Post Tagged with: "crtc"

The LawBytes Podcast, Episode 21: Why Canada Has Some of the World’s Highest Wireless Data Prices

The LawBytes Podcast, Episode 21: Why Canada Has Some of the World’s Highest Wireless Data Prices

Canada has a well-earned reputation for some of the highest wireless prices in the world with numerous comparative studies finding that consumers pay relatively high prices for low amounts of data. There are obviously many factors behind pricing, but for many consumers the top line issue is how much does the wireless service cost and how much data do I get? Rewheel Research, a Finland based consultancy, has been at the forefront of pricing comparisons with extensive analysis of  mobile data pricing in countries around the world. Its reports have often called out Canada, recently noting that prices are “a world apart” from more competitive markets. With Canadian telco giant Telus commissioning a study to challenge the Rewheel research, I’m joined this week on the Lawbytes podcast by Antonios Drossos, managing partner of the firm, who talked to me from Helsinki about their findings, what lies behind Canada’s wireless pricing, and the Telus-backed study.

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July 22, 2019 0 comments Podcasts
No Longer a “Proposed” Telecom Policy Direction: Government Resets Canadian Telecom Policy With Emphasis on Broader Approach to Competition

No Longer a “Proposed” Telecom Policy Direction: Government Resets Canadian Telecom Policy With Emphasis on Broader Approach to Competition

Earlier this year, Innovation, Science and Economic Development Minister Navdeep Bains sent shockwaves through the Canadian telecom industry by unveiling a proposed new policy direction to the CRTC based on competition, affordability, consumer interests, and innovation (my original post on the proposed direction here, podcast with Teksavvy’s Andy-Kaplan Myrth here). The big three telecom providers unsurprisingly objected to the government’s shift away from facilities-based competition toward a broader approach that welcomed all forms of competition. That shift signalled support for entry of new competitors such as mobile virtual network operators (MVNOs), a signal that the CRTC understood with its new-found support for them.

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June 18, 2019 3 comments News
Monica Auer, In Committee from the Senate of Canada: Modernizing Canada's Film Industry, CPAC, http://www.cpac.ca/en/programs/in-committee-from-the-senate-of-canada/episodes/65290478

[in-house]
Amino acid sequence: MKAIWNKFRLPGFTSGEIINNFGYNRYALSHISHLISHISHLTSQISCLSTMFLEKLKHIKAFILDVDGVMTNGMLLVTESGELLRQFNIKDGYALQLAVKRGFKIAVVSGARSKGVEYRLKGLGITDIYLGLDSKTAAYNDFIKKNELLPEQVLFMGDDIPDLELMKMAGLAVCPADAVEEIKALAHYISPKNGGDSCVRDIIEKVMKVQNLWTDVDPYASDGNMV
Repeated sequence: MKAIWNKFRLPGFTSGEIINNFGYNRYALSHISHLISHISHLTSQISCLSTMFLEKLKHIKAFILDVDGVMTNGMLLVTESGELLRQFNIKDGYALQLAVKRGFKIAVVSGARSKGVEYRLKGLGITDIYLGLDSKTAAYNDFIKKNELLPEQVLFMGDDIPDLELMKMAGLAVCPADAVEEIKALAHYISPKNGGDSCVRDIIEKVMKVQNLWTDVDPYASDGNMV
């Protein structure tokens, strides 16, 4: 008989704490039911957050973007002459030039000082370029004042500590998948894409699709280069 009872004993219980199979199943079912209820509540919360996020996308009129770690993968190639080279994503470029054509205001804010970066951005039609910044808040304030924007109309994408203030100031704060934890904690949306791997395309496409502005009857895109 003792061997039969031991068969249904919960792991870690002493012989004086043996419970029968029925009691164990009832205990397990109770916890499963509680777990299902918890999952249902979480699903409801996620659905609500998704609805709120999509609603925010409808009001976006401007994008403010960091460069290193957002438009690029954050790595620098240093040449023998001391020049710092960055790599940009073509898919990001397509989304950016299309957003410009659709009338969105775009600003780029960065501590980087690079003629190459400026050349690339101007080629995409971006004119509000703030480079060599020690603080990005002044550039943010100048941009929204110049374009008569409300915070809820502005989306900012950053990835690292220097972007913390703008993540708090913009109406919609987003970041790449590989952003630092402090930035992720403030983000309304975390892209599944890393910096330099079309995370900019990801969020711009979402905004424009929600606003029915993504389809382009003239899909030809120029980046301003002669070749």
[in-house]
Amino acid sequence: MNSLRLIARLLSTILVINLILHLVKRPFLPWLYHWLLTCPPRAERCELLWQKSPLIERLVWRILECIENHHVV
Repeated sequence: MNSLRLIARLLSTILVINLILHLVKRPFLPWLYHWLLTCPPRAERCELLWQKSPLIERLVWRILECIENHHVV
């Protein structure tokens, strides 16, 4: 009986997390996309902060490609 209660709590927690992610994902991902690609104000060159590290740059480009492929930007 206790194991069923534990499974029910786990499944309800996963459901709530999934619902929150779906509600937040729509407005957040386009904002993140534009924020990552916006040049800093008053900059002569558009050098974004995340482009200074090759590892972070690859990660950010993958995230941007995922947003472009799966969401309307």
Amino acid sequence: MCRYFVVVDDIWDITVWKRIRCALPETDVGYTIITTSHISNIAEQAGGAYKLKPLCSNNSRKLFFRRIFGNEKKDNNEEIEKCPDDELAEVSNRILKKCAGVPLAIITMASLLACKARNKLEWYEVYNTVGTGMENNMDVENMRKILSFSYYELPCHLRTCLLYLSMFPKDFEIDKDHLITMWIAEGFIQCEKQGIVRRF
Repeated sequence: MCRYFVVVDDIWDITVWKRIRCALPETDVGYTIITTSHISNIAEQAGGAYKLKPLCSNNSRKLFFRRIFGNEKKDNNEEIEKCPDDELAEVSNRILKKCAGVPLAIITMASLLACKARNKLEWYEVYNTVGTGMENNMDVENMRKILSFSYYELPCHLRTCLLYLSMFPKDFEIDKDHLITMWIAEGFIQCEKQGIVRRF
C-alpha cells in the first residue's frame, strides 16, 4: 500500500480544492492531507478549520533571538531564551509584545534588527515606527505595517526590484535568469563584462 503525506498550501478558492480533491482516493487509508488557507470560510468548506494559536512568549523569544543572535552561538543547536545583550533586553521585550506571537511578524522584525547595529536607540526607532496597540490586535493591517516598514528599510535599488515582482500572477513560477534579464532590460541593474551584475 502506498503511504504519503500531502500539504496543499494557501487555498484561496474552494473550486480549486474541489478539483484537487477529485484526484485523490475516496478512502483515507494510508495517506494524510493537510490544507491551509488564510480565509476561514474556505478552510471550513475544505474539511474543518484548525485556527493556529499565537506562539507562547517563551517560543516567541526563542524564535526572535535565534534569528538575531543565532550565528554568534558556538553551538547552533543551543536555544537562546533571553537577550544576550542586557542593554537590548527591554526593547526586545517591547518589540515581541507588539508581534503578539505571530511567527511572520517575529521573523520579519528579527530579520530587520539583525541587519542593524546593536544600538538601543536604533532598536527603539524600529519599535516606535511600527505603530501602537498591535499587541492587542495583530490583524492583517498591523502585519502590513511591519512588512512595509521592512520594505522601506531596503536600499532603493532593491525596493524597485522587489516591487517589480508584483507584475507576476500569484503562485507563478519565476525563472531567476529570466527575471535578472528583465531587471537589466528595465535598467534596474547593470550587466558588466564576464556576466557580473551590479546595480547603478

The LawBytes Podcast, Episode 9: The CRTC Watcher – A Conversation with FRPC’s Monica Auer

Many Canadians follow telecommunications and broadcast issues at the CRTC from a distance – the cost of wireless services, the speed of their Internet access, the availability of broadcasting choice. Others engage more closely on issues such as net neutrality, Cancon regulation, or Netflix taxes. But there is one Canadian who doesn’t just follow the CRTC.  She watches it through the use of access to information laws that present a perspective on the CRTC that would otherwise remain hidden from view. Monica Auer, the Executive Director of the Forum for Research and Policy in Communications, joins the podcast this week to talk about insider access, slow reimbursement of costs for public interest groups, the number of CRTC meetings, and the Commission’s seeming indifference to commissioning original research. The interview is interspersed with comments from current CRTC Ian Scott taken from one of his first public speeches after being named chair in 2017.

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April 30, 2019 0 comments Podcasts
Netflix logo on a computer screen with a magnifying glass by Marco Verch https://foto.wuestenigel.com/netflix-logo-on-a-computer-screen-with-a-magnifying-glass (CC BY 2.0)

The LawBytes Podcast, Episode 6: Former CRTC Vice-Chair Speaks Out on the Plan to Regulate and Tax the Internet – “Dangerous Game to Play”

For the better part of two decades, Canadian cultural groups have been pressing Canada’s telecom and broadcast regulator, the CRTC, to regulate and tax the Internet. The CRTC and successive governments consistently rejected the Internet regulation drumbeat, citing obvious differences with broadcast, competing public policy objectives such as affordable access, and the benefits of competition. That changed last year when the CRTC released Harnessing Change: The Future of Programming Distribution in Canada, in which it dramatically reversed its approach. Peter Menzies, a former CRTC commissioner and Vice-Chair of Telecommunications, joins this week’s LawBytes podcast to help sort through Cancon funding, Internet regulation, and the CRTC.

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April 8, 2019 Comments are Disabled Podcasts
More than $2 million to keep young adults from care connected by Province of British Columbia (CC BY-NC-ND 2.0) https://flic.kr/p/TnHNkA

Supporting a More Competitive Canadian Wireless Market: Speak Out on Navdeep Bains’ Proposed CRTC Policy Direction

Last month, Innovation, Science and Economic Development Minister Navdeep Bains took his most significant policy step to date to address telecommunications concerns by issuing a proposed policy direction to the CRTC based on competition, affordability, consumer interests, and innovation. As I noted at the time, the proposed policy direction will make a difference as those perspectives will become a more prominent part of the regulatory process that cannot be easily dismissed.

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April 4, 2019 1 comment News